Written by Digital Social Innovation
Techfugees: How a young social enterprise is supporting the tech community’s effort to help refugees
11th October 2016
Katalin Gallyas spoke to Techfugees' COO Joséphine Goube to hear about the success they have had over the past year.
With conflict, poverty and climate change all contributing to unprecedented flows of refugees into Europe, the need for innovative solutions to supporting and helping refugees has grown exponentially. Behind the politics and headlines which we see every day are thousands of people requiring access to basic services such as healthcare, education, identity recognition and internet access.
One organisation which has made impressive progress in trying to develop solutions that address some of these challenges is Techfugees, a social enterprise with a mission to bring together technologists, designers, hackers, architects, refugees and NGO’s to co-create hands-on solutions for the problems facing refugees every day.
Since being founded in 2015, Techfugees has grown into a global network with chapters around Europe and beyond and 15,000 members. We spoke to Josephine Goube and Gila Norich from Techfugees to learn more about their inspiring journey over the past year.
Techfugees has experienced rapid growth since you were set up in 2015. Why do you think that is?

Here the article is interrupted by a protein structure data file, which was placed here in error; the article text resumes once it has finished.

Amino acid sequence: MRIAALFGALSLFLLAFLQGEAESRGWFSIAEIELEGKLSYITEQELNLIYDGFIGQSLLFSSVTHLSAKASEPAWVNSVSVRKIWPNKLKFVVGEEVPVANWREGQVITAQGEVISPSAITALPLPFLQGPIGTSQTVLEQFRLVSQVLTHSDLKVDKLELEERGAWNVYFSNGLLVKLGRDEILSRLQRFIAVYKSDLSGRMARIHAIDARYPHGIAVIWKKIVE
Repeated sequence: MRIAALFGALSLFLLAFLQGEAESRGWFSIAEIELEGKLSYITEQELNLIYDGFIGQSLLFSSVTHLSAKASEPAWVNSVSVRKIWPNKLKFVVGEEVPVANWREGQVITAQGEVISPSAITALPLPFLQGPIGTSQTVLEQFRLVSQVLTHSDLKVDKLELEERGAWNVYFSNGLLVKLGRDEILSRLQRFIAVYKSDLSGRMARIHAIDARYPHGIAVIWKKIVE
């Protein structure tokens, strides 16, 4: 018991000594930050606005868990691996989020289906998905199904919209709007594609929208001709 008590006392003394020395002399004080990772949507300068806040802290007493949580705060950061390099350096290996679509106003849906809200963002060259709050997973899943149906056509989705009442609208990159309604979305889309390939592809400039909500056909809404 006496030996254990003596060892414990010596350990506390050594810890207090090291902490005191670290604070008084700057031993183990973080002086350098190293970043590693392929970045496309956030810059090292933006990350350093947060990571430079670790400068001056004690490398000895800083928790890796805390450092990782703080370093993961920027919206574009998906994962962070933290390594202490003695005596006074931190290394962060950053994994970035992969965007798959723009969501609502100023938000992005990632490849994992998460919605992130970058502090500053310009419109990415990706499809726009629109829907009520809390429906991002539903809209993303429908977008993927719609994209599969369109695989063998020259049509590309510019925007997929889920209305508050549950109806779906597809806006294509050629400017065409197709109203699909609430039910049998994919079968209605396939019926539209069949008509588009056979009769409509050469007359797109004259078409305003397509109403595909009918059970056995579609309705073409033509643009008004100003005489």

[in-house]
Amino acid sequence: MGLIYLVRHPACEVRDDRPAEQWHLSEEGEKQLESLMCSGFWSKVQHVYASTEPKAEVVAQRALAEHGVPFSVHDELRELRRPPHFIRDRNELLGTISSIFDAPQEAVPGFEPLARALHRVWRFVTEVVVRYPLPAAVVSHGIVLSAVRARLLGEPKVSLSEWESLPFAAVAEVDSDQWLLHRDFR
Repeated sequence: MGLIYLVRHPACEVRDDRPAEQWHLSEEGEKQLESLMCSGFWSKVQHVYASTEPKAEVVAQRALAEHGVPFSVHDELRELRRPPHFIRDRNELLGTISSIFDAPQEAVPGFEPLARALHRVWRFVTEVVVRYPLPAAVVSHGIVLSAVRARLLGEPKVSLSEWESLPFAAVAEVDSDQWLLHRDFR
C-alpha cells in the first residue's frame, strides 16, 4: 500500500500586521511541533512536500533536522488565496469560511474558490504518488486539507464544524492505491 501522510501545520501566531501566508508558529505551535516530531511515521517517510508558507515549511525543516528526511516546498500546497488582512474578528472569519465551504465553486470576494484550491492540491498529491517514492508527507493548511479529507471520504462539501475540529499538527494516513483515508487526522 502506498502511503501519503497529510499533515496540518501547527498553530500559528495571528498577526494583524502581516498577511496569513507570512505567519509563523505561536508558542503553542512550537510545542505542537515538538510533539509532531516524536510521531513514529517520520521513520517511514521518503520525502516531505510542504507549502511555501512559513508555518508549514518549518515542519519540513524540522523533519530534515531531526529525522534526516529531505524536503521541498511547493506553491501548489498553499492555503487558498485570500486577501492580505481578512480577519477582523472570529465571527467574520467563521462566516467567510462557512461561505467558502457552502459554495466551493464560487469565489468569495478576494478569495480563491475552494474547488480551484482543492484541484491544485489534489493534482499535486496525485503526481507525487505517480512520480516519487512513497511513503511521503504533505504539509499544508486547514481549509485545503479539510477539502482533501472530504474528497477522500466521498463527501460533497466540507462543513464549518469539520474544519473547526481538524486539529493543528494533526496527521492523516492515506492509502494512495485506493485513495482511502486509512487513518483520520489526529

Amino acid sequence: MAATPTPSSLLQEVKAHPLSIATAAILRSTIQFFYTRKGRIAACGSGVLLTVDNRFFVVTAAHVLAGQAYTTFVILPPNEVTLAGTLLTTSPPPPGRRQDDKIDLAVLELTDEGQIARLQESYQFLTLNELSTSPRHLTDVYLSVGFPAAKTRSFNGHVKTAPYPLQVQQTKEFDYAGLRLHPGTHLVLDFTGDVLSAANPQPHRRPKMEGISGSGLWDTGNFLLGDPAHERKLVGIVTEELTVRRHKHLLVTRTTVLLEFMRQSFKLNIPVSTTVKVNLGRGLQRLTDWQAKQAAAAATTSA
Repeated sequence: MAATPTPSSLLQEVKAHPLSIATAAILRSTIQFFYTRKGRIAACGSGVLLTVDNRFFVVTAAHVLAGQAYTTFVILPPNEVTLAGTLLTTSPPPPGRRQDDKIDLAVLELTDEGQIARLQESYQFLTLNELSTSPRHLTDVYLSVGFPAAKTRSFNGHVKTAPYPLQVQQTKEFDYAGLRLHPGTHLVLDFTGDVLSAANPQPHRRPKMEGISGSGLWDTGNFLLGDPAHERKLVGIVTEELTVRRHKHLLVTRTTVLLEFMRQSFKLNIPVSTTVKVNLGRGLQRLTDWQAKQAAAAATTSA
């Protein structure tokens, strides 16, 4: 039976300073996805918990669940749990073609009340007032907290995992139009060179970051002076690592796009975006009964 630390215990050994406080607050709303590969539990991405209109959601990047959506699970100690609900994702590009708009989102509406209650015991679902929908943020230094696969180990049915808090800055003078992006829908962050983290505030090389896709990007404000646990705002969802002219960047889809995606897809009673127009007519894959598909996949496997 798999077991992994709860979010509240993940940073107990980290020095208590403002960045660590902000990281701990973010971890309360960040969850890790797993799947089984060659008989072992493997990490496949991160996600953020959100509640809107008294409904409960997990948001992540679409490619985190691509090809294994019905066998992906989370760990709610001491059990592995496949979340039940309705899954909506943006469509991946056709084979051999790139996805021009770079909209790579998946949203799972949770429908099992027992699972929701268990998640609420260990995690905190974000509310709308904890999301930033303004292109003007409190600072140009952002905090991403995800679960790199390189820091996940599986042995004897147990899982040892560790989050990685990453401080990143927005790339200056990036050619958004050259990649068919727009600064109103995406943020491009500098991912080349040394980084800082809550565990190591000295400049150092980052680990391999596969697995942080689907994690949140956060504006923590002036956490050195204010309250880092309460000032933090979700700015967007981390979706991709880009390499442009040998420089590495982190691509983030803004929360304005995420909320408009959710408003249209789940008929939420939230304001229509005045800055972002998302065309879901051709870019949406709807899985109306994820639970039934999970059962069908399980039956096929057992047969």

What we found with our work on Techfugees and past projects is that there is a huge appetite within the tech community to use digital tools and methods to address social challenges. What we did with Techfugees was to create a connection between the tech community and a specific challenge - in this case, the refugee crisis -, and to give people a platform where they could apply their best tech-based ideas to support a humanitarian challenge.
We think the tech community is good at bringing fast, applied solutions to address the problems faced by refugees, as they are problem solvers at the core. This is the positive mindset we think is needed when trying to develop solutions for refugees who are homeless, sick and facing tremendous uncertainty.
By originally organising people and local Techfugee groups on Facebook and Twitter we have now grown into a network with 15,000 members across the world, a large number of volunteers from 27 cities, around three staff per city supporting the international organisation of the network, and twelve people based in London - all volunteers.
We wouldn’t be where we are today without the dedication and personal charisma of our founder, Mike Butcher [Editor of TechCrunch]. He has an amazing way of connecting the tech community and refugee communities. This, alongside a good understanding of current problems, smart community building tools and good use of social media, has helped us grow so quickly since our founding.
Alongside mobilising the community we have found that there is a huge added value in creating a platform where NGO’s and tech communities in different countries can share both refugee-related challenges they are currently trying to address and potential tech solutions to these challenges.
For this purpose we developed BASEFUGEES, which is a web-based, open source platform that matches technology solutions to NGO “challenges” with the aim of solving real-world problems faced by refugees. We often refer to this as our ‘brain child’, as BASEFUGEES is where refugee related problems are exposed to technologists and the work can start through smart matchmaking (matching field expertise, availability, location and so on).